Contract Work and Greed

Since money, as the exciting and active concept of value, confounds and exchanges all things, it is the general confounding and compounding of all things—the world upside down—the confounding and compounding of all natural and human qualities.

Karl Marx

Increasing prevalence of contract work in the labor market is a global phenomenon. Low production cost and increase in productivity–the reasons cited by economists for contract labour—both lead to wealth accumulation. Thus, the hidden motive behind contract work is desire, or greed of the employer, for more profit, more money. No wonder, then, contract work is so confounding that even the ILO finds it full of complexity and riddled with ‘conceptual’ problems.

The ILO accepted its defeat in defining contract labour and establishing its scope. Since 1950 contract labour was being discussed in various ILO sessions. After 48 years when the draft Convention on Contract Labour was proposed by the ILO in 1998, it was not accepted by any country in the world. In 2006, the ILO shelved the idea of the Convention on Contract Labour forever and instead came up with Employment Relationship Recommendation or R198, avoiding the word contract labour in the text. None of countries has ratified R198.

Traditionally, contract labour was defined only by triangular relation, that is, the principle employer hires contract labour through a third party called contractor, or agency. For the protection of these workers, the ILO Private Employment Agencies Convention 181 was put in place in 1997. Pakistan has not ratified this Convention. Only 28, out of 185 ILO member countries, have ratified it. However, today more and more establishments, both in the public and private sector, directly hire workers on contract basis, thus avoiding the cost of benefits mandatory for regular employees.

In Pakistan, the employers save the contributions for social security, provident fund, pension, group insurance, compensation for occupational injury or death, maternity benefits and education cess through hiring contract workers. According to a 1992 report of a national seminar on contract labour, the public and the private sector each spends about Rs.150 million annually through the job contract agencies. If the establishments hire regular workers, the cost of production would increase three to four times. We can imagine the money the employers are saving today through contract work.

In recent years, contract workers in the public sector have been protesting against the injustice inherent in contract work. Recent example is of the policemen of the Punjab Constabulary who were out on the streets a week ago in Lahore. These retired army men were inducted in the police force on a year contract basis in 2012 and now the contract of 30 workers have been terminated. There is a slim chance for them as the duration of their employment was brief.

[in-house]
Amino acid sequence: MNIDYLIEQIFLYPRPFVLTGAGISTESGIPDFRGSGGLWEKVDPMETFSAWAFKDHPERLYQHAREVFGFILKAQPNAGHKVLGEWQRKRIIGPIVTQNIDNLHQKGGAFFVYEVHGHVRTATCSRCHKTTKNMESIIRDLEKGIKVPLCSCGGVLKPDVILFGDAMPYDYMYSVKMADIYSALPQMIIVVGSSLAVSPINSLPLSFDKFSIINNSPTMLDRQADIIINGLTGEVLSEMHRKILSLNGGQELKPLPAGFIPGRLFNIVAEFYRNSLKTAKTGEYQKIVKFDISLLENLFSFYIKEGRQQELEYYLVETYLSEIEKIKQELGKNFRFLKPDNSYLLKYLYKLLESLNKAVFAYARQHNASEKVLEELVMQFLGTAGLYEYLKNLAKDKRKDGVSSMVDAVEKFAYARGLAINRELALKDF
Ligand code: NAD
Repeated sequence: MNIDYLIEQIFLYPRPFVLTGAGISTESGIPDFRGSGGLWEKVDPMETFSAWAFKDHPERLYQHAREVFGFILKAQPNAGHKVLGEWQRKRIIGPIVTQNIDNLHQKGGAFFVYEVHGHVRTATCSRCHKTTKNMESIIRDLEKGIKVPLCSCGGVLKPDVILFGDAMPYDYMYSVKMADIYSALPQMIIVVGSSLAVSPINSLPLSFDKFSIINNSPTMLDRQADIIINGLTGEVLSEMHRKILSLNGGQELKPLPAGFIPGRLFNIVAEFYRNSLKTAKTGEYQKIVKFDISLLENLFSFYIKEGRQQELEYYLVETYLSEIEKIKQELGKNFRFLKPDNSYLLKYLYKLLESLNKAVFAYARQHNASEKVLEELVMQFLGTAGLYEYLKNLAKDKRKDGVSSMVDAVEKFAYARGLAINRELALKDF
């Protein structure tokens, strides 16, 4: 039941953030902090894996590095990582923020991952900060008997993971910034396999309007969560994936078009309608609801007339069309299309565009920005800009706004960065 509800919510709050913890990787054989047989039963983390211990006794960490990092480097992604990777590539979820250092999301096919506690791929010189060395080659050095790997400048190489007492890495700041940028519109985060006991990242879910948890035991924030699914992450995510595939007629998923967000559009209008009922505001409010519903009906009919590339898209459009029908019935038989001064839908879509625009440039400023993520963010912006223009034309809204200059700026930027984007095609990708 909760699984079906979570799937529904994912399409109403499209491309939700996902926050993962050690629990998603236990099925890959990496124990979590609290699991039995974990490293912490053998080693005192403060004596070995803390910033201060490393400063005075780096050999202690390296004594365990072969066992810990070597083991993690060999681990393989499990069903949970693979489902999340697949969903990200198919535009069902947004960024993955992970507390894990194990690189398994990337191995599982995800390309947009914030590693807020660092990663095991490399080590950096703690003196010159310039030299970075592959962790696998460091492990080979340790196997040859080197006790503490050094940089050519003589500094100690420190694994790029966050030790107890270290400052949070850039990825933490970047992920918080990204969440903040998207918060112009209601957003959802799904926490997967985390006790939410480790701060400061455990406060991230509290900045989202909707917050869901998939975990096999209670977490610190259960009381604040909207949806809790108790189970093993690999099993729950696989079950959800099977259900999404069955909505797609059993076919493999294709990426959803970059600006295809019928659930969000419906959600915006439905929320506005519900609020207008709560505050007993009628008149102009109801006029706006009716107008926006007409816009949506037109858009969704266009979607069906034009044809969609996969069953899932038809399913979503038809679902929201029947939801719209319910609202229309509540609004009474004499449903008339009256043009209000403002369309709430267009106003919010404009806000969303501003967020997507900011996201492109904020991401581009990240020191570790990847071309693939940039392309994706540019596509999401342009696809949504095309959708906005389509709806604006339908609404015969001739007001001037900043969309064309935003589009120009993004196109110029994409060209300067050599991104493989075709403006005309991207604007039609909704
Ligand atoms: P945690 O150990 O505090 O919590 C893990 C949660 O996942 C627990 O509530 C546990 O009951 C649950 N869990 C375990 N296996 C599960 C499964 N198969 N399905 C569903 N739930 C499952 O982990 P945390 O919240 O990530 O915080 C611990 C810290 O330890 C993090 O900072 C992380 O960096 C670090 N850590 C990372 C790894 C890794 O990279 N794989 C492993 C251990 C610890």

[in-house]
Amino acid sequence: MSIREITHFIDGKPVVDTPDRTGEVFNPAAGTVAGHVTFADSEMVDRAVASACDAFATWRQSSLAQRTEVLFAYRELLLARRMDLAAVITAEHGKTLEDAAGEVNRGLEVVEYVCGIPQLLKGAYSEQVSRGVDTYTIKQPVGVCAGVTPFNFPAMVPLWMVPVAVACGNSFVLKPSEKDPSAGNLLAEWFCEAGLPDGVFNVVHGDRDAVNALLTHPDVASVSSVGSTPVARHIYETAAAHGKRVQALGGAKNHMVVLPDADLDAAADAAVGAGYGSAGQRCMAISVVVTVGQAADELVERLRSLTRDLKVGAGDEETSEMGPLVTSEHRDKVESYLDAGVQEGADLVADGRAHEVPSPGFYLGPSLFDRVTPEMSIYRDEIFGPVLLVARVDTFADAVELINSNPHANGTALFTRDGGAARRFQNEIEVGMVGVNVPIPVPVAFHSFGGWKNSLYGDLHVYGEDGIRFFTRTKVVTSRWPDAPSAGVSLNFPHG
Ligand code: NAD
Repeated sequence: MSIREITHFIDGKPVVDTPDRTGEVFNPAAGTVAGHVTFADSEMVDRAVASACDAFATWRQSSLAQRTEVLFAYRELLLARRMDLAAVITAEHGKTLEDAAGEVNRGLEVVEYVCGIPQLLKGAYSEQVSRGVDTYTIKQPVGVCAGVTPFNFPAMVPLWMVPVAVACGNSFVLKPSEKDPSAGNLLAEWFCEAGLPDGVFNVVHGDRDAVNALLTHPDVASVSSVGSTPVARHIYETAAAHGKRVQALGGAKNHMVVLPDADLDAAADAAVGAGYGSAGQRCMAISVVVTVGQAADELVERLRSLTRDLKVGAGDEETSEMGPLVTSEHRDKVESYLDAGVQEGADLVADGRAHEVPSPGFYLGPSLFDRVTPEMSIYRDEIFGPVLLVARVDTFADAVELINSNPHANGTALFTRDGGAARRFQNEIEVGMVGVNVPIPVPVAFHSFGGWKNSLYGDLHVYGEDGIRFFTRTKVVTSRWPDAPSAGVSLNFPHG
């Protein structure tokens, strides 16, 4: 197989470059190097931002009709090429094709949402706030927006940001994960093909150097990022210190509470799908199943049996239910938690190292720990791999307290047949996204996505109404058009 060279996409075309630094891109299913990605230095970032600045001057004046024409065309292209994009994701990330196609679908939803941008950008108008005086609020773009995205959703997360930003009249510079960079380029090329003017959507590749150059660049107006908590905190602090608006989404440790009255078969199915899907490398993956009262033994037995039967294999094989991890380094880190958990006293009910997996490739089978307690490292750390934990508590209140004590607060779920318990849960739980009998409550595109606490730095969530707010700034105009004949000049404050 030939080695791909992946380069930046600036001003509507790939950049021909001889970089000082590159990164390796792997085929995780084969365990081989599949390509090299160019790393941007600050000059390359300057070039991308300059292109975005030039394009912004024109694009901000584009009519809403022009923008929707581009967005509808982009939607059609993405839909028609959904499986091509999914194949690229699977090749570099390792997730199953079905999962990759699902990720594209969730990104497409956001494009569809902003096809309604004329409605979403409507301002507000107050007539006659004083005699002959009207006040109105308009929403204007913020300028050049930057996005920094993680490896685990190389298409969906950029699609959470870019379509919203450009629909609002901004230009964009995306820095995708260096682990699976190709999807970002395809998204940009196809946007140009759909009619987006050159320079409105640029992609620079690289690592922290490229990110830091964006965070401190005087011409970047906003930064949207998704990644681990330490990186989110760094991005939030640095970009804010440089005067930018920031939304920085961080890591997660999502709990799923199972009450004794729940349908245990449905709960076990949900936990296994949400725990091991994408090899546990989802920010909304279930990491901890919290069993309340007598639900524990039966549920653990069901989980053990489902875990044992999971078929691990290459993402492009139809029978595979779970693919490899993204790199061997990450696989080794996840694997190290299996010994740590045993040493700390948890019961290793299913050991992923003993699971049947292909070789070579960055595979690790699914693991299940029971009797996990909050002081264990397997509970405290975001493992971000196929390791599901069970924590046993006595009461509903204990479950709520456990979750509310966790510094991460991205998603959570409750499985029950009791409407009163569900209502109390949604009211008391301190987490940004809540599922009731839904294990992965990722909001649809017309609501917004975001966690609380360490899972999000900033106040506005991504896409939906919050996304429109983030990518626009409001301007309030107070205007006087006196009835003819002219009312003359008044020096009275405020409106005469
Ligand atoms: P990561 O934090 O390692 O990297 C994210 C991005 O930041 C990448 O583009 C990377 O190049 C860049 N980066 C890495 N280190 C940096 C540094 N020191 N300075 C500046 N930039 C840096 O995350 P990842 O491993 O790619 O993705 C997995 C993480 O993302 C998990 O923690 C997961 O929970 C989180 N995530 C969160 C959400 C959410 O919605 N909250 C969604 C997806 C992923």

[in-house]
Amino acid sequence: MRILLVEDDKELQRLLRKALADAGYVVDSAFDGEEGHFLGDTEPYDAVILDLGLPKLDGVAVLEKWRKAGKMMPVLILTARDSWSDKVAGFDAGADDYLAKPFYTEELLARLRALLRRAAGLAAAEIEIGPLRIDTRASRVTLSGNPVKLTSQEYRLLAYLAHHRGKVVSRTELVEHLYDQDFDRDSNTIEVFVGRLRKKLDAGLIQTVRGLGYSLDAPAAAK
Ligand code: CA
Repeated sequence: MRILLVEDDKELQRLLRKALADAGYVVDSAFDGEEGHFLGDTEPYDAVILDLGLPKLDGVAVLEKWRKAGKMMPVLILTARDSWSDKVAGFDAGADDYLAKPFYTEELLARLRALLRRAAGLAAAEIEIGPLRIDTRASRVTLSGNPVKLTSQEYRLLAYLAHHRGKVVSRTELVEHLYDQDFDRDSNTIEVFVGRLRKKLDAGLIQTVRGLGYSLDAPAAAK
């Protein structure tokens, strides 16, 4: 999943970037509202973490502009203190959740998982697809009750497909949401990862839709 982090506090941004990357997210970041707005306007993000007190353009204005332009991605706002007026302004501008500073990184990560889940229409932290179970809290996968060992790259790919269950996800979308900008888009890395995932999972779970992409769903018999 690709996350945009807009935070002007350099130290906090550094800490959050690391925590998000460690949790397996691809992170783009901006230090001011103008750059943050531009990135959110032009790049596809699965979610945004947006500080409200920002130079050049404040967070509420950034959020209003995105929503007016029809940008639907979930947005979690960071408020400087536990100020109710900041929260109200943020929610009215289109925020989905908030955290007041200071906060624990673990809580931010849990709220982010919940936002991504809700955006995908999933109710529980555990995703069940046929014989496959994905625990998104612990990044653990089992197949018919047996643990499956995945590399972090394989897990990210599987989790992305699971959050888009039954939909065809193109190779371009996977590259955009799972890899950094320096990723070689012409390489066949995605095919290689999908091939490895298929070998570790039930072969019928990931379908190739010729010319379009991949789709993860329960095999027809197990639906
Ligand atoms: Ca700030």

There are cases where workers not regularized by the government departments even after 10-20 year period have taken legal recourse and won. One such recent decision of the Supreme Court relates to several employees of the Communication and Works Department Punjab who were serving the department since 1998. The Supreme Court declared the employees as permanent. Another noteworthy example is the movement of the Lady Health Workers in the country inducted in the government national programme in 1994 for a paltry stipend of Rs. 2500 per month. The LHWs came out on the street in 2008 demanding wage raise and regularization. The Supreme Court ordered the government in 2010 to apply minimum wage law. The health workers’ demand for regularization was accepted by the Sindh government in September 2013 and by the Punjab province in September 2014.

In the Factory Act 1934, the definition of worker includes both a person employed directly or through an agency, thus both categories have same entitlements. The other important labour law in Pakistan, the Industrial and Commercial Employment (Standing Order) Ordinance 1968, classifies workers in six categories—permanent, probationers, badlis (substitute), temporary, apprentices and contract workers.

All workers, including contract workers, are entitled to benefits of social security, unionization, minimum wages, overtime, compulsory holidays, group insurance, under this law. Unfortunately, the workers hired by the factory, or establishment, through an agency or directly, are not declared as workers and thus they do not exist. There is no specific law to protect contract workers unlike India where employment of contract workers is regulated by the Contract Labour (Regulation and Abolition) Act 1970 that ensures minimum wages, health and safety, and some insurance provision. But due to lack of implementation the situation in India is similar to Pakistan.

Is there any light at the end of the tunnel? Aside proper legislation, strict implementation, good governance, only a strong labour movement can safeguard its rights and push the employers, the industrialists, the capitalists to put a rein to their greed for profit.

This article was published in Dawn on Sunday 3 January 2015 under the title Contract Work Woes.

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